Dying Every Day: Seneca at the Court of Nero by James Romm

Rating: 6/10

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Dying Every Day: Seneca at the Court of Nero by James Romm

Rating: 6/10

Read More on AmazonGet My Searchable Collection of 200+ Book Notes

High-Level Thoughts

An interesting story about the life of Seneca, though it made me realize that I care much more about his ideas than him as a person.

Summary Notes

“If you put up with the crimes of a friend, you make them your own. —ROMAN PROVERB”

For the Stoics, reason, god, and nature were meant to be in harmony and were in many ways synonyms.

Seneca’s aim, as was many of the stoics, was to change how we think about our journey towards death.

“Every night before bed, Seneca confides to his readers, he sat quietly beside his wife and took stock of his day, reviewing moments when he gave in to his passions. Perhaps he grew too hot during a dispute, or spoke more sharply to an underling than the man could handle. In each case, he tells himself: “See that you don’t do that again, but now I forgive you.””

“Wherever Seneca went in these years, he carried on work on his magnum opus, a remarkable set of short moral essays framed as letters. Ostensibly addressed to Lucilius, these letters were in fact aimed at a wide audience. But the fiction of an intimate correspondence gave Seneca latitude in the structure of the essays, as well as unusual freedom to vary voice, tone, and technique.”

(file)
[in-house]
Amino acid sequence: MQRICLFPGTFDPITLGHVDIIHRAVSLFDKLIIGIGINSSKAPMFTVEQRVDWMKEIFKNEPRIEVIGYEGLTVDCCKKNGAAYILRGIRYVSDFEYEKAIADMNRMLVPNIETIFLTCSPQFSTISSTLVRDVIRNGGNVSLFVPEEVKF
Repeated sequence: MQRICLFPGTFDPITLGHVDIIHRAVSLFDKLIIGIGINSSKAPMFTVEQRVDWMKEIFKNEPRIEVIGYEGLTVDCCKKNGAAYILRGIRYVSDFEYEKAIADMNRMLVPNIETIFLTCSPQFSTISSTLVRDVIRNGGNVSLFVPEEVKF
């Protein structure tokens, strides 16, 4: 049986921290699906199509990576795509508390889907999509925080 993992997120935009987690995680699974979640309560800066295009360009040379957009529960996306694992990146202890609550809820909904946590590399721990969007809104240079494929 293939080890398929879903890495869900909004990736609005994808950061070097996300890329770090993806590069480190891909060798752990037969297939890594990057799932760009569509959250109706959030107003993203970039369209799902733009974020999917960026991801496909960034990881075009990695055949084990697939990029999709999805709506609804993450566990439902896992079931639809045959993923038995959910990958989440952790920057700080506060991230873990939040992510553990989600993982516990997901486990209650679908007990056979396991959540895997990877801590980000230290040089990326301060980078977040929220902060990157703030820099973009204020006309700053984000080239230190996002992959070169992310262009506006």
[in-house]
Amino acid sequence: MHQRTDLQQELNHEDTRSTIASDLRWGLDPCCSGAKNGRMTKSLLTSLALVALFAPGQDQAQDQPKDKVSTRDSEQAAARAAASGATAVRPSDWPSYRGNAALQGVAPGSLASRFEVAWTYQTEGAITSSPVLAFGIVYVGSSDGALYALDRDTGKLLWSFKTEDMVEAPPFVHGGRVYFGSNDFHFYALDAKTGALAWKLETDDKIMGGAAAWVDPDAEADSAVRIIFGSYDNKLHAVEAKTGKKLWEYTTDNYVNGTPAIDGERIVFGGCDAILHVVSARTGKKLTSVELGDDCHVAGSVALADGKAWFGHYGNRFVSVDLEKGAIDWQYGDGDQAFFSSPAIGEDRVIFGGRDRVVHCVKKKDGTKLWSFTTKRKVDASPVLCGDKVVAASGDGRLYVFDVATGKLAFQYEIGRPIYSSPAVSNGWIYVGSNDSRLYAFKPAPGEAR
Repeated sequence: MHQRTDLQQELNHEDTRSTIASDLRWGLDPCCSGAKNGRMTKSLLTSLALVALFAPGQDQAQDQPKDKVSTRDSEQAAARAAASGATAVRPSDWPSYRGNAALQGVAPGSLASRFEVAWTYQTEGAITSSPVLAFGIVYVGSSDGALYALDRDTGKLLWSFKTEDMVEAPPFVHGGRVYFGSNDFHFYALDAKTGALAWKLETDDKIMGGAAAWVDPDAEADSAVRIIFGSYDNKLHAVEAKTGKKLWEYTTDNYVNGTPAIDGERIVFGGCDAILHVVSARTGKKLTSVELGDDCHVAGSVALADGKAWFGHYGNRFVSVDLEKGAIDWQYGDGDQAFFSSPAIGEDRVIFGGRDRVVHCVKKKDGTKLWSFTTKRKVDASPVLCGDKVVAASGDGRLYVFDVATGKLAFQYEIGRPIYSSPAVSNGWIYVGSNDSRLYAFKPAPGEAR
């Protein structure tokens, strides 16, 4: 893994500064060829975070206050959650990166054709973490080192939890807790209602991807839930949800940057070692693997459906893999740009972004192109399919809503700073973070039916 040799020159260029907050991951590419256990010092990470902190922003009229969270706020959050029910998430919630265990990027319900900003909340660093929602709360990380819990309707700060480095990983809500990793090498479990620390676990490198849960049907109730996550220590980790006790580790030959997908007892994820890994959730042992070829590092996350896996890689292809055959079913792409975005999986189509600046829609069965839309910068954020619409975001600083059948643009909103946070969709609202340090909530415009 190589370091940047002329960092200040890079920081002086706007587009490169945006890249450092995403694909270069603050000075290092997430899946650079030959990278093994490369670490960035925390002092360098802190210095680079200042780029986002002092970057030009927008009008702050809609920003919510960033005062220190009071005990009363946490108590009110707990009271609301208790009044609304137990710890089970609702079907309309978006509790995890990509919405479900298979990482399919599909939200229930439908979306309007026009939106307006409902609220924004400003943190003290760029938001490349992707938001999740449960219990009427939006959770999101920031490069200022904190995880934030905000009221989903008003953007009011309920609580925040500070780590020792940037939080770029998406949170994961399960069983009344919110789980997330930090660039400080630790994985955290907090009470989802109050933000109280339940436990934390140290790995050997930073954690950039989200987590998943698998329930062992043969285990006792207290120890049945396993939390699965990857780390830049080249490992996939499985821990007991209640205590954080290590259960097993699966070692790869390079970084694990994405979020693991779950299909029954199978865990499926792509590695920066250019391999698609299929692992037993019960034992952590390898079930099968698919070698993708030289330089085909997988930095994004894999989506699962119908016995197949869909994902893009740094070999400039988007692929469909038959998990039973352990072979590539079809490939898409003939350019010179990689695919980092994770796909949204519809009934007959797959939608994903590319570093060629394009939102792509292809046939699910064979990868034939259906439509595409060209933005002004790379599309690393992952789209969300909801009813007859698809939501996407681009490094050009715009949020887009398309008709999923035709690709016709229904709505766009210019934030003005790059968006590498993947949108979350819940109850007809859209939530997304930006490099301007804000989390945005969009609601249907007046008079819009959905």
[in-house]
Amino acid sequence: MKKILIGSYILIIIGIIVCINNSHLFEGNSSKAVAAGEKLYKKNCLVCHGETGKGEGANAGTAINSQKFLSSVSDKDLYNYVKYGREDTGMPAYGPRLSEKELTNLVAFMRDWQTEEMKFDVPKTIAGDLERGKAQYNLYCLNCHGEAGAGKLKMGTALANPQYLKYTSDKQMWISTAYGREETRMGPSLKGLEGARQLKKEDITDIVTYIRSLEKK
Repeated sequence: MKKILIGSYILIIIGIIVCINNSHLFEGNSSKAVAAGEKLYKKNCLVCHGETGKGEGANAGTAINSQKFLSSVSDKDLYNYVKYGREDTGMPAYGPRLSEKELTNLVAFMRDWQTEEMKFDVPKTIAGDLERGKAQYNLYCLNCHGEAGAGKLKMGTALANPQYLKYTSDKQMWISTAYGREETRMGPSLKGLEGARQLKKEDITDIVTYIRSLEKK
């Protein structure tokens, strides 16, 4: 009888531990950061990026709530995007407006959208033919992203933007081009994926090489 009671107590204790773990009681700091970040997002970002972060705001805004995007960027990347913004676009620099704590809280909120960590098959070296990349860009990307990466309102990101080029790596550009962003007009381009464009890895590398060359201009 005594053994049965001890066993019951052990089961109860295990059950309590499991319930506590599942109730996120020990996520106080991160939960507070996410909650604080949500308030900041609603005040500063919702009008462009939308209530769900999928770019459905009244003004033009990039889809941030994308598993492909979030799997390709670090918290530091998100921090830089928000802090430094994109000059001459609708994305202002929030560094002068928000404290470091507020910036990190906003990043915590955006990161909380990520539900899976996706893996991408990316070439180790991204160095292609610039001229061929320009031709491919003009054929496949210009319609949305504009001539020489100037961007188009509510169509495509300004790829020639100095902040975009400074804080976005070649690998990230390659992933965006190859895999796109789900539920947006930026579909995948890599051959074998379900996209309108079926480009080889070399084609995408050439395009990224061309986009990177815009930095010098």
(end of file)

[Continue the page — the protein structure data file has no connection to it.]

“How useless to fear or dread death, still more useless to flee it! We panic over natural disasters, though the smallest things— a gangrenous cut, an accumulation of phlegm— can do us in just as easily. We fret over oncoming floods, when a drink of water that goes down the wrong way can be every bit as lethal.”

Nero was a fucked up dude: kills his mother, many of his peers, goes on a rampage, and eventually has Seneca commit suicide after a failed attempt to overthrow Nero that Seneca may or may not have been a part of. Also Nero kicks his wife during pregnancy so hard that it kills her and the baby.

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